Paul had to overcome a slightly stuttering start to his career at the San Siro but soon won over the majority of the fans with his passionate performances. He had two decent seasons in Italy and helped Inter reach the UEFA Cup final in his second term. However, his side they lost the final to Schalke after a shoot-out. In the summer of 1997 he moved back to England and joined Liverpool, Internazionale getting a £4 million fee in return.

He never let anybody down at Anfield, but Ince was on the move again after two seasons when he joined his old Manchester United team-mate Robson, who by now was manager of Middlesbrough. He became club captain at the Riverside and during this period he announced his international retirement following his 53rd cap and England’s exit from the 2000 European Championships. All-told, Ince stayed with Middlesbrough for three seasons, making 93 League appearances. He then dropped down to the second-flight to join Wolves on a free transfer. The Essex boy proved to be a useful acquistion as, at the end of his first term, the Molinuex men regained top-flight status for the first time in 18 years. Ince got one last opportunity to play in the Premiership although Wolves were relegated 12 months later. He eventually left Molineux in the summer of 2006.

Ince briefly played for Swindon Town, where he also coached before replacing Brian Horton at Macclesfield in October 2006. He was nominally the player-manager of the Silkmen, although he made just one League appearance, his 555th in English League football, before calling time on his playing career. More importantly, though, his side battled bravely to avoid relegation, having been seven points adrift at the bottom when he took over. They eventually finished in 22nd place – two points above the relegation line. It was a massive achievement for their new manager especially as Macclesfield did not post a win until their 20th fixture. A run of seven victories from nine games around the turn of the year provided the impetus to stave off relegation, but safety was not confirmed until the final day of the campaign.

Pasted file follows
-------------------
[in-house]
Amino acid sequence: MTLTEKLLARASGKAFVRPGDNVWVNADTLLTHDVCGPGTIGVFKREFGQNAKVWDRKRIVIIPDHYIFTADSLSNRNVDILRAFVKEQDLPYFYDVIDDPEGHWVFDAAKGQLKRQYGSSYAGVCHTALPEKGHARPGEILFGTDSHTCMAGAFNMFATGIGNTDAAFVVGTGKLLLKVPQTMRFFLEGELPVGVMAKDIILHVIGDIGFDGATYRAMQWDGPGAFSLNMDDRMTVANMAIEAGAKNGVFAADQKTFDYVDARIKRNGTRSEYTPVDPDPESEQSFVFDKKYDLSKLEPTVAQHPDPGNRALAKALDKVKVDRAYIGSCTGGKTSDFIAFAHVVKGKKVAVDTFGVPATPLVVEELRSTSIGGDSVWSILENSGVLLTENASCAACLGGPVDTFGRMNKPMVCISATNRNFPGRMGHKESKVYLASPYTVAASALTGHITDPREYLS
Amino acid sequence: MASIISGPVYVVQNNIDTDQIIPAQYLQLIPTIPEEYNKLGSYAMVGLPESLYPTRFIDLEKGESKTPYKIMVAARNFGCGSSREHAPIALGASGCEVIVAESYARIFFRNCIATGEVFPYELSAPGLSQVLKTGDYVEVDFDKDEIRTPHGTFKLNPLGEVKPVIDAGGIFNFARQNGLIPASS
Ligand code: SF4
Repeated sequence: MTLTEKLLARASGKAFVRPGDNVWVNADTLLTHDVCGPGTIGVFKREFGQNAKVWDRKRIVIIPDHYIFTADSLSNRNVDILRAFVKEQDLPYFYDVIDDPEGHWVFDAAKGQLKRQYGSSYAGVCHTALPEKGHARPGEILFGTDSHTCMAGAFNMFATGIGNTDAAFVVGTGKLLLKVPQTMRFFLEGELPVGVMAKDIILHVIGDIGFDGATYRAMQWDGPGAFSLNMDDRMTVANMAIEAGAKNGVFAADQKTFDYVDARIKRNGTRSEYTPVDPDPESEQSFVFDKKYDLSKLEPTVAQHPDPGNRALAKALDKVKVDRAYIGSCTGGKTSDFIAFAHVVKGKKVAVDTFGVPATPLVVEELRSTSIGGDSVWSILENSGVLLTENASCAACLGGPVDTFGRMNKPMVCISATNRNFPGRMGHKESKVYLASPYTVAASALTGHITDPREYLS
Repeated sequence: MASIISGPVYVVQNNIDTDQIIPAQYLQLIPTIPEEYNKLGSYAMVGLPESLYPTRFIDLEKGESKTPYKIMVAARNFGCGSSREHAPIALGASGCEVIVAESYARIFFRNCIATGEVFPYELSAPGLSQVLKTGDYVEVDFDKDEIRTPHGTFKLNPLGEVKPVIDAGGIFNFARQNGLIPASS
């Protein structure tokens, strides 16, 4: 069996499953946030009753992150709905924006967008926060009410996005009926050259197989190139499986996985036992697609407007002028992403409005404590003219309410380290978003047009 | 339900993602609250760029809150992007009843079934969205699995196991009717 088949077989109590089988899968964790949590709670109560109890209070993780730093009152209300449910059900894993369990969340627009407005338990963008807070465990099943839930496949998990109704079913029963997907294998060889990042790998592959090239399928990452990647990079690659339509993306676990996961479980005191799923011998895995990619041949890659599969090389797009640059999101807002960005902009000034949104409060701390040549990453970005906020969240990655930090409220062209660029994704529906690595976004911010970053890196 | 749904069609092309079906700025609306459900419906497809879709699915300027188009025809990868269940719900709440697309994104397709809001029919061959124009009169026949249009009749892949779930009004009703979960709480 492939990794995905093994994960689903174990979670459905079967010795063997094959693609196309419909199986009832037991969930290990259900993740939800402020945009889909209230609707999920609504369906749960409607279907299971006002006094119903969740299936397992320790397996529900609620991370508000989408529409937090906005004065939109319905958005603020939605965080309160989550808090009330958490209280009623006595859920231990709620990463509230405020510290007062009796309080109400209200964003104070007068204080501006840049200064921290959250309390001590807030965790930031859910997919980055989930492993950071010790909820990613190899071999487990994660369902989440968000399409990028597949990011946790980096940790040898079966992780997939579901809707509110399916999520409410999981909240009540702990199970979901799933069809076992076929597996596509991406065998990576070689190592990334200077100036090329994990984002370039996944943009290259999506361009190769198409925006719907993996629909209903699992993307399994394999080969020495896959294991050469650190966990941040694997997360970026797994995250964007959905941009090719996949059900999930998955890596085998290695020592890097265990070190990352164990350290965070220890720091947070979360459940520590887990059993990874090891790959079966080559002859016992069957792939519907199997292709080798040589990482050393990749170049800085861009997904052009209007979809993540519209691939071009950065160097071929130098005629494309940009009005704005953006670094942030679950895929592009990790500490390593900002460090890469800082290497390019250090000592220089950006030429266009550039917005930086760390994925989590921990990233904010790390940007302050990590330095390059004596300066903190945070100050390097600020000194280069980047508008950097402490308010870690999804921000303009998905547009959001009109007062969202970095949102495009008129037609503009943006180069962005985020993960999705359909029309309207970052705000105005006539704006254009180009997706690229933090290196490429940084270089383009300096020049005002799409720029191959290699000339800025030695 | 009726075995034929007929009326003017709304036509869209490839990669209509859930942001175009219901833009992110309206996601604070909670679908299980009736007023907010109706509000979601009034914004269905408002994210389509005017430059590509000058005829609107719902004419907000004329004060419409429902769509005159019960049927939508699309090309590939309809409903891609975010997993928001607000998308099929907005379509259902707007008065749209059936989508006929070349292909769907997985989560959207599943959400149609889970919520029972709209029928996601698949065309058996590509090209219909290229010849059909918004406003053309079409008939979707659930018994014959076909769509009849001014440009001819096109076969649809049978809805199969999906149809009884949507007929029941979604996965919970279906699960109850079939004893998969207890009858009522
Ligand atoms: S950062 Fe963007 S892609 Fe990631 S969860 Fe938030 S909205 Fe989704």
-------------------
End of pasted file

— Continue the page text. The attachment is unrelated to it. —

It was ineviatable that Ince would move on and he did so during the summer to upwardly mobile MK Dons, who had just moved into their new mk:stadium. From quite early in the campaign, it appeared obvious that the Dons and the division's other big-spenders Peterborough United were likey to carve up the League between them. And so it proved, with the Dons taking the title with 97 points – five more than the Posh, who are also managed by another ex-Manchester United midfielder in the guise of Sir Alex's son Darren.

Ince's strong and mobile side were deserved champions. The bulk of of the goals were shared around five of the offensive players – Mark Wright (13), Keith Andrews (12), Lloyd Dyer (11), Aaron Wilbraham (10) and Keith Gallen (8) – but equally important were goalkeeper Willie Gueret and the solid line in front of him – usually Drissa Diallo, Sean O'Hanlon, Danny Swailes (who followed Ince from Macclesfield) and Dean Lewington. The veteran Colin Cameron along with Alan Navarro and the consisently excellent skipper Andrews provided the bullets from midfield.

The Dons boss hopes that his achievements encourage current black players to turn to management at the end of their careers. Paul was quoted recently as saying: "Why not try your hand at management? It can be done and if I can be the yardstick then I've done something good." He added: "I hope I can do something to say to people like Andy Cole, Sol Campbell and Ledley King that once they've finished playing football, why go out of it?"

It will be interesting now to see what sort of fist the Dons make of level three, and for that matter, how long they can keep hold of their talented manager. They will do very well to stave off the interest from some bigger and more established clubs.

Personally, I look forward to the day he gets his chance at Premier League level. I have to admit that I would quite like it if it was at my own club West Ham. Sadly, I am in a very tiny minority of Hammers fans who would welcome that particular appointment. Many thousand others will never ever forgive him for the events of 1989 - but I suspect that they are the very people that are spurring Paul Ince on to be an even better football manager.

David Powter


*David Powter is the editor of Winger, the monthy review of British Football
david@powter6167.freeserve.co.uk